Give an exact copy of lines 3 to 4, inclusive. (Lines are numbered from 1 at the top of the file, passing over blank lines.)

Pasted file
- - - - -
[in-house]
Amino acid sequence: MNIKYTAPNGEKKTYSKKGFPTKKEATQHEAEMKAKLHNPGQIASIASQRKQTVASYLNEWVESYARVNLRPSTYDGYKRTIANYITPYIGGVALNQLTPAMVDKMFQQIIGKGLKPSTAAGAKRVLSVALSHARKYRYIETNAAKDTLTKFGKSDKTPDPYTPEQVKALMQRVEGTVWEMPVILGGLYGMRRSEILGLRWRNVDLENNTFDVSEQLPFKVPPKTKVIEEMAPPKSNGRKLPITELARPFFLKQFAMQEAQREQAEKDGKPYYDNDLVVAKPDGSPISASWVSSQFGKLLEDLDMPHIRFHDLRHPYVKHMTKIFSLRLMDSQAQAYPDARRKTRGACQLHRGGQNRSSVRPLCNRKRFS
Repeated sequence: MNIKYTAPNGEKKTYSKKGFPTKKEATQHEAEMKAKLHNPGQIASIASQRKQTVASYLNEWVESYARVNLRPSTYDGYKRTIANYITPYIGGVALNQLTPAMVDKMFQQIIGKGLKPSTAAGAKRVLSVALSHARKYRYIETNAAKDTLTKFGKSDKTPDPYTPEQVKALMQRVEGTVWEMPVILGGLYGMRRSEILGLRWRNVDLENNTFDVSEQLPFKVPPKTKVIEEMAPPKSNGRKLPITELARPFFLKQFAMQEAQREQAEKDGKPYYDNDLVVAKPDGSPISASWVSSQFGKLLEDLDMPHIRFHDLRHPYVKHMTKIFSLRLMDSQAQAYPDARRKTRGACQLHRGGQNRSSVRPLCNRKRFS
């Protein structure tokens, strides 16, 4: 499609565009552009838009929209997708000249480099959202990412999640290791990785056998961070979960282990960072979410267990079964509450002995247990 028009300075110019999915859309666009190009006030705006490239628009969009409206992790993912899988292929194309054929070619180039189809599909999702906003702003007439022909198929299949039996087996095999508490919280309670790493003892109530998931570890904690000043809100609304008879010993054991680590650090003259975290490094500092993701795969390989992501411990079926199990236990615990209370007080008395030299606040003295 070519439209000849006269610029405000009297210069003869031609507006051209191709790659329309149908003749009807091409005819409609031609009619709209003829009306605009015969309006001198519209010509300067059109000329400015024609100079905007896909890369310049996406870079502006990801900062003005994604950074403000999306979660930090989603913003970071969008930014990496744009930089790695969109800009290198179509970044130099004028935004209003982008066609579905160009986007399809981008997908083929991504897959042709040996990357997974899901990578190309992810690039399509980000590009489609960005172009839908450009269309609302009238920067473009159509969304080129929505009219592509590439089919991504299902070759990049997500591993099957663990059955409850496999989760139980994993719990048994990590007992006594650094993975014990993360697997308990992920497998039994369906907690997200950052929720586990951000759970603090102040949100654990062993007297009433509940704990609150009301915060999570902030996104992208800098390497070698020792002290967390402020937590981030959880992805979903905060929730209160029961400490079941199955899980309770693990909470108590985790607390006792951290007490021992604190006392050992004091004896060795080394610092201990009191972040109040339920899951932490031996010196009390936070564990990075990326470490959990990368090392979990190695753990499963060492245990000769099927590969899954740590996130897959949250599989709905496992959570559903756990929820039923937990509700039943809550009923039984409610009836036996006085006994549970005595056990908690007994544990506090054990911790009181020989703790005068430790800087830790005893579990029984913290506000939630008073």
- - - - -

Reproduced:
Repeated sequence: MNIKYTAPNGEKKTYSKKGFPTKKEATQHEAEMKAKLHNPGQIASIASQRKQTVASYLNEWVESYARVNLRPSTYDGYKRTIANYITPYIGGVALNQLTPAMVDKMFQQIIGKGLKPSTAAGAKRVLSVALSHARKYRYIETNAAKDTLTKFGKSDKTPDPYTPEQVKALMQRVEGTVWEMPVILGGLYGMRRSEILGLRWRNVDLENNTFDVSEQLPFKVPPKTKVIEEMAPPKSNGRKLPITELARPFFLKQFAMQEAQREQAEKDGKPYYDNDLVVAKPDGSPISASWVSSQFGKLLEDLDMPHIRFHDLRHPYVKHMTKIFSLRLMDSQAQAYPDARRKTRGACQLHRGGQNRSSVRPLCNRKRFS
């Protein structure tokens, strides 16, 4: 499609565009552009838009929209997708000249480099959202990412999640290791990785056998961070979960282990960072979410267990079964509450002995247990 028009300075110019999915859309666009190009006030705006490239628009969009409206992790993912899988292929194309054929070619180039189809599909999702906003702003007439022909198929299949039996087996095999508490919280309670790493003892109530998931570890904690000043809100609304008879010993054991680590650090003259975290490094500092993701795969390989992501411990079926199990236990615990209370007080008395030299606040003295 070519439209000849006269610029405000009297210069003869031609507006051209191709790659329309149908003749009807091409005819409609031609009619709209003829009306605009015969309006001198519209010509300067059109000329400015024609100079905007896909890369310049996406870079502006990801900062003005994604950074403000999306979660930090989603913003970071969008930014990496744009930089790695969109800009290198179509970044130099004028935004209003982008066609579905160009986007399809981008997908083929991504897959042709040996990357997974899901990578190309992810690039399509980000590009489609960005172009839908450009269309609302009238920067473009159509969304080129929505009219592509590439089919991504299902070759990049997500591993099957663990059955409850496999989760139980994993719990048994990590007992006594650094993975014990993360697997308990992920497998039994369906907690997200950052929720586990951000759970603090102040949100654990062993007297009433509940704990609150009301915060999570902030996104992208800098390497070698020792002290967390402020937590981030959880992805979903905060929730209160029961400490079941199955899980309770693990909470108590985790607390006792951290007490021992604190006392050992004091004896060795080394610092201990009191972040109040339920899951932490031996010196009390936070564990990075990326470490959990990368090392979990190695753990499963060492245990000769099927590969899954740590996130897959949250599989709905496992959570559903756990929820039923937990509700039943809550009923039984409610009836036996006085006994549970005595056990908690007994544990506090054990911790009181020989703790005068430790800087830790005893579990029984913290506000939630008073």